You could see the fear in their eyes. But at this point, I still didn’t ask them anything. I trusted their judgement and we waited for the next train to Udaimpur. This is the station between Katra and Jammu. A train comes, we get into the compartment and make ourselves comfortable. In retrospect, I understood that we were running for our lives. But at that moment, it felt like we were on this grand adventure. In the train, we start talking about our lives. Showkat boiya ( brother in Kashmiri) has a kid. His name is Faisal. He lives to the North of Sri Nagar and his area of specialisation is Economics. I start telling him about life in Kerala, my Russian trips and also show him some artworks from the Kochi Muzhiris Biennale. He looks confusingly at the artworks inside Aspinwall house in Kochi. We create rapport. Then he goes down to charge his phone and Firdous Boiya comes up. He is “the character” of the group. With the charisma of SRK and the humour of a very toned down Bill Burr, he was the fun guy of the group. We start talking about him. He studies Urdu studies and he teaches me how to write my name in Urdu. Later in IITM, I make my friend who knows Arabic read it and he can read that. Urudu is basically Hindi written in Arabic script (Please do tell me if I am mistaken). We try writing a lot of things in Urdu. He taught me a new word – Khudha. It means God. I don’t know why we were saying that, but that was a lesson which I won’t ever forget.
Subway surfer in real life
Again more chatter on the phone in Kashmiri. I look at them hoping they will tell me what is going on. No voluntary acts of easing the clueless “Kerala”. That is my name right now between them.
We reach Udaimpur and its a run for the exit. Hurry up “Kerala.” I try to keep up. The freezing Jammu night air makes my palms swell. We reach the front of the station and look around. There is absolutely nothing. Like literally it is the middle of nowhere with no vehicles what so ever. I ask them what are we looking for. I get no reply. Now we start running in the direction of the station. And the armed guard at the front stops us. We have to put our luggage through the scanner. It’s like there is a countdown and we are against the clock and that sense of urgency makes me frenzied. But I have absolutely no clue what we are running after or from. We run towards the last platform. Like I told you, it’s the middle of nowhere and there is absolutely nothing there. They jump onto the track and start running. From the perspective of the railway police officer with an assault rifle, we looked like cross-border insurgents staging an attack in the dark, with huge bags filled with god knows what. I was praying to myself that at no point anyone should mistake us for any tangoes. Cause after the Pulwama attacks, every security personnel in Kashmir is on edge. Anything they perceive as a threat can be apprehended. Figuratively and literally, they would have the safety Off on their guns. I was scared for my life as we ran across that track through the pitch dark February night. We reach a marsh. I see two buses waiting at a plateau towards what I perceived was West of the station. We make our way through the marsh. The sense of urgency makes Showkat and another boiya climb up the bus and we throw our luggage at them. I was slightly concerned if it will get wet if there be any precipitation on the way.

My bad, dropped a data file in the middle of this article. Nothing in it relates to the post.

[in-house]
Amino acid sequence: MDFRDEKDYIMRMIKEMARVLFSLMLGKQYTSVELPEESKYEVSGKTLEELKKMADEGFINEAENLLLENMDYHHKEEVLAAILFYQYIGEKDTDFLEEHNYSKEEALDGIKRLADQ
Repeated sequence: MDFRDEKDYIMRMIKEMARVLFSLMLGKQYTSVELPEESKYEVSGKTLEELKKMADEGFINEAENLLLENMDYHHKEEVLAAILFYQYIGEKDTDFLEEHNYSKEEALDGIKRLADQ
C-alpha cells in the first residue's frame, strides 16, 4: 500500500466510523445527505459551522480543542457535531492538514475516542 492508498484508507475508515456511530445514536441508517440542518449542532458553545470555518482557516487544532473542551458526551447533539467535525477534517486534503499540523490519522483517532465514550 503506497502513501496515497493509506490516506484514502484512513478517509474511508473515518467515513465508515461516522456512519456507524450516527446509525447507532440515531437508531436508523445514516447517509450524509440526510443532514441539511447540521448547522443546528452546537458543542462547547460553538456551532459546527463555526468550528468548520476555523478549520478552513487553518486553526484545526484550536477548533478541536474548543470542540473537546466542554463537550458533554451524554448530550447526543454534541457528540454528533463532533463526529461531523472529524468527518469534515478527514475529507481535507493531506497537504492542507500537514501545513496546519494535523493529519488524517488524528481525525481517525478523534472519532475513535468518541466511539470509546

The elephant in the bus
I have grown up with this feeling of not belonging anywhere. It’s especially true of the department I study right now. So it is not a new feeling for me. Family functions, parties, classes from school, even a dinner table with the wrong people. I believe a lot of people feel that, but not to the pathological extent I do. Maybe I am wrong, but I have this funny feeling that I feel that more than most people.
The only place where I universally feel welcome, where I feel I am a part of something and where I can unapologetically be myself is at a football stadium. May it be in the 81,000 seater Luzhniki stadium which hosted a FIFA world cup final or the no seater Sangam ground where Alaknanda was going to play the game of our lives against Jamuna. Football stadia is where I truly belong. That’s why I do all this. To feel loved by people. People like me. That’s it.
There are places where you are so sure you don’t belong. You stand out like……I don’t know. I don’t have any clever play with words to describe it, so I will describe it as it is.
I board the bus, it’s dimly lit by this almost psychedelic blue light. I expect it to be full of people and it was. They all look at me in unison. Imagine being the object of gaze of 50 people, all focused at you. I smile awkwardly. They keep looking at me in curious bewilderment. I nod and try to get a sign of approval from any of them. They are still looking on. I start laughing on the inside now. I tell myself – Yadu, of all the awkward situations you have been in, this has to be at the top. I develop this grin and it turns into a bewildered smile of my own. I think that diffused the tension. They look at each other and think to themselves. Who is he?
TO BE CONTINUED…..